The move is a tax-saving strategy called an inversion and it's growing more common in the corporate world.

U.S. companies make huge amounts of money overseas every year and much of it stays there, stashed away in foreign accounts.

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3:06 pm
Tue June 17, 2014

Lightning-Fast Trades Go Beneath The Congressional Microscope

Originally published on Tue June 17, 2014 7:33 pm

The Senate Permanent Subcommittee on Investigations is holding a hearing on problems in the financial markets caused by high-frequency trading firms.

6:44 pm
Thu June 12, 2014

Once A GOP Pillar, Chamber Of Commerce Is Now A Lightning Rod

The Chamber of Commerce says it tried to help Eric Cantor in his primary campaign, but Cantor refused the offer.

5:59 am
Fri May 23, 2014

Political Rhetoric Bogs Down Future Of Keystone XL Pipeline

Originally published on Fri May 23, 2014 6:52 am



It's MORNING EDITION from NPR News. I'm Renee Montagne.


And I'm Steve Inskeep. Good morning. Last month the Obama administration put off a decision on whether to approve the Keystone XL pipeline. The project has been enormously controversial. It would carry crude oil from Canada to the Gulf of Mexico. This morning we examine what's at stake for the oil industry and for energy production. Here's NPR's Jim Zarroli.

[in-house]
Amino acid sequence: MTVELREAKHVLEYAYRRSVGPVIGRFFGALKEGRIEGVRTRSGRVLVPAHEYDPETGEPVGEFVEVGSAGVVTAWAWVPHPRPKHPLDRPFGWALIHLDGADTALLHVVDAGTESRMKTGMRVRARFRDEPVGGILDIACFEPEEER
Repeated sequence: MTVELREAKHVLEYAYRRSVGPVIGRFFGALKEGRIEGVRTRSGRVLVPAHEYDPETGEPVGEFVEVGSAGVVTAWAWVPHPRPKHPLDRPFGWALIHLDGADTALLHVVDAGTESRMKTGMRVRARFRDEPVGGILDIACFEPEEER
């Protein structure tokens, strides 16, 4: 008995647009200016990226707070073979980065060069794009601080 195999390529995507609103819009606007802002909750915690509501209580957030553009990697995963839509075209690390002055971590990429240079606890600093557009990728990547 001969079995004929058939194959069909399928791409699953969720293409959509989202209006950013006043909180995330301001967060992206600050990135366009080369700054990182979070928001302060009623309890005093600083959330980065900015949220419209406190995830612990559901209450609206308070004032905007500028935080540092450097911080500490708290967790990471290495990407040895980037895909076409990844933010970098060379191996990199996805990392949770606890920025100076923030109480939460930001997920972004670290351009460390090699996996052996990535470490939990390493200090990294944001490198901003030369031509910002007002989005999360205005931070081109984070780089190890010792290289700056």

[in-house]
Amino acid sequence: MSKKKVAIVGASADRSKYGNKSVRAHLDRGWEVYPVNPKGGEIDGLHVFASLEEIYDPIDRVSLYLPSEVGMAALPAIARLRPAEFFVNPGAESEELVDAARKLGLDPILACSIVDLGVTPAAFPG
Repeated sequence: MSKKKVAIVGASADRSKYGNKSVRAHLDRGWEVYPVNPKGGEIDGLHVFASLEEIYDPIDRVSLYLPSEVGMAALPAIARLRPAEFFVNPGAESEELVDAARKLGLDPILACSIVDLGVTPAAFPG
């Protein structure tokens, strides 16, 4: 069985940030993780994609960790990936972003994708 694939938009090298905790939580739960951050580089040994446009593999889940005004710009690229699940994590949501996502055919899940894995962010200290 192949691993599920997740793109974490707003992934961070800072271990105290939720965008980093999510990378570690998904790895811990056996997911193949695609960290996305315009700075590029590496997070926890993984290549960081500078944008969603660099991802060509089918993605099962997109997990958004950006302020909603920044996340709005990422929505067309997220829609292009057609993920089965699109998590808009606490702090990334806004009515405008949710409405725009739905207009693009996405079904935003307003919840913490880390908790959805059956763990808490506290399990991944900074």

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4:36 am
Fri May 9, 2014

Crowdfunding Can Help Build Business, But At What Cost?

The website RocketHub connects startups with a funding network. Here, the site's founders (from left): Alon Hillel-Tuch, Vladimir Vukicevic, Brian Meece and Jed Cohen.

Originally published on Mon May 12, 2014 2:26 pm

Entrepreneur Andy Krafsur raised money for Spira Footwear by reaching out to friends and family. But that was a dozen years ago. After the economy tanked, the common tactic became a lot more difficult.

"The pool of people that you can go to has shrunken significantly," Krafsur says, "and everybody goes to those same people."

Then Krafsur found a crowdfunding website that helped his cash flow enormously. The Securities and Exchange Commission is about to approve rules allowing small businesses to reach out to investors through these kinds of crowdfunding networks.